Those relying on wholesale investor (including eligible investor) exclusions for offers of financial products and financial services should take note of key lessons coming out of a recent review of the sector by the Financial Markets Authority (FMA).

The FMA found a number of undesirable practices in the market for wholesale offers. The FMA has published its expectations for wholesale investor offerors going forward, and now expects a higher level of compliance in this space.

We recommend that all wholesale financial market and services participants pro-actively consider their systems and controls for keeping within wholesale offer advertising and certification requirements. Although the FMA’s review focused on wholesale offers made in connection with property development, its findings and expectations are applicable to all wholesale offers. The FMA is an active regulator that can be expected to continue to target wholesale market compliance. It is usually more efficient (and comfortable) to invest in a pro-active review than to have to address short-comings identified in an FMA investigation.

Our key takeaways for wholesale investment offerors are:

Promotional / advertising materials

  • Make clear that offer is wholesale only: All advertising of a wholesale offer must clearly and prominently state that the offer is open to wholesale investors only.

  • Don’t single out “eligible investors”: Avoid using the term “eligible investor” or similar alongside the term “wholesale investor” in promotional materials. This could give the impression that an offer is available to someone other than a wholesale investor when it is not, as an “eligible investor” is a type of wholesale investor.

  • Overall impression critical: Ensure the overall impression of an advertisement is not misleading or deceptive, especially when using mainstream advertising channels that would inevitably reach people who may be searching for investments of a significantly different nature to the wholesale offer. Examples of undesirable practices include making misleading comparisons between financial products that have different value and risk profiles (eg comparing an investment in a managed fund to an investment in a bank term deposit) or emphasising high fixed returns but downplaying any risks involved.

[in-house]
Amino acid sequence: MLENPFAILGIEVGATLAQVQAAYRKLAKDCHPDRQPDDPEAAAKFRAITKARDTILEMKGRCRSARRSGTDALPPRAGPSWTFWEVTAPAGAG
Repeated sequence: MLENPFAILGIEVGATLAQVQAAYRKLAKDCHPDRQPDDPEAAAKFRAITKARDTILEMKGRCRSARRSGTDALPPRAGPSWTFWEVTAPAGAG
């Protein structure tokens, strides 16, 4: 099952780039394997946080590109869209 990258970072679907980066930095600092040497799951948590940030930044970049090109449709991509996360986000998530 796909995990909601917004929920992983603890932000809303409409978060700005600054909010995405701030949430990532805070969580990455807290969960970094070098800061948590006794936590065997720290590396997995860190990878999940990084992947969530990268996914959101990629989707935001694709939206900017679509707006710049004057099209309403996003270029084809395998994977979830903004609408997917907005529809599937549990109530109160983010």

Relying on eligible investor certificates

  • Check grounds make sense in eligible investor certificates: If relying on an eligible investor certificate, the offeror does not have to verify the information in the certificate, but must ensure that the investor provides relevant grounds and discloses previous experience in acquiring or disposing of financial products that is relevant to assessing the merits of the financial products being offered.

  • Examples: Examples of non-compliant practices identified by the FMA include:

    • Generic/vague: certificates that provide generic and vague grounds;

    • No actual financial product experience: grounds for certification that do not refer to any past acquisition or disposal of financial products (eg relying on experience in building and selling real estate as grounds for having previous experience in acquiring or disposing of financial products - although people see real estate as an investment, it is not a financial product); or

    • Irrelevant experience: grounds referencing dissimilar financial products to those being offered (eg relying on experience in term deposits and KiwiSaver as grounds for having the experience necessary to assess a wholesale offer in a managed fund).

  • Don’t put words in their mouths: Any form of eligible investor certificate should allow investors to articulate the grounds for certification themselves (eg through use of free-form text boxes). An example of an undesirable practice is using eligible investor certificates that provide pre-populated lists which include irrelevant grounds for certification.

  • Good processes for checking grounds: Offerors should record their processes for satisfying themselves that they are able to rely on an eligible investor certificate (and should follow them).

  • Good processes for checking the certifier: Offerors should have processes in place to verify that the financial adviser, qualified statutory accountant or lawyer who has confirmed an eligible investor certificate is not an associated person of the offeror, or has not within two years of the offer provided professional services to the offeror or a related party.

Please get in touch if you would like more information or guidance, or would like us to help you review or further develop your systems and controls for keeping within wholesale offer advertising and certificate requirements.

Special thanks to Josiah Koh for his assistance in writing this article.


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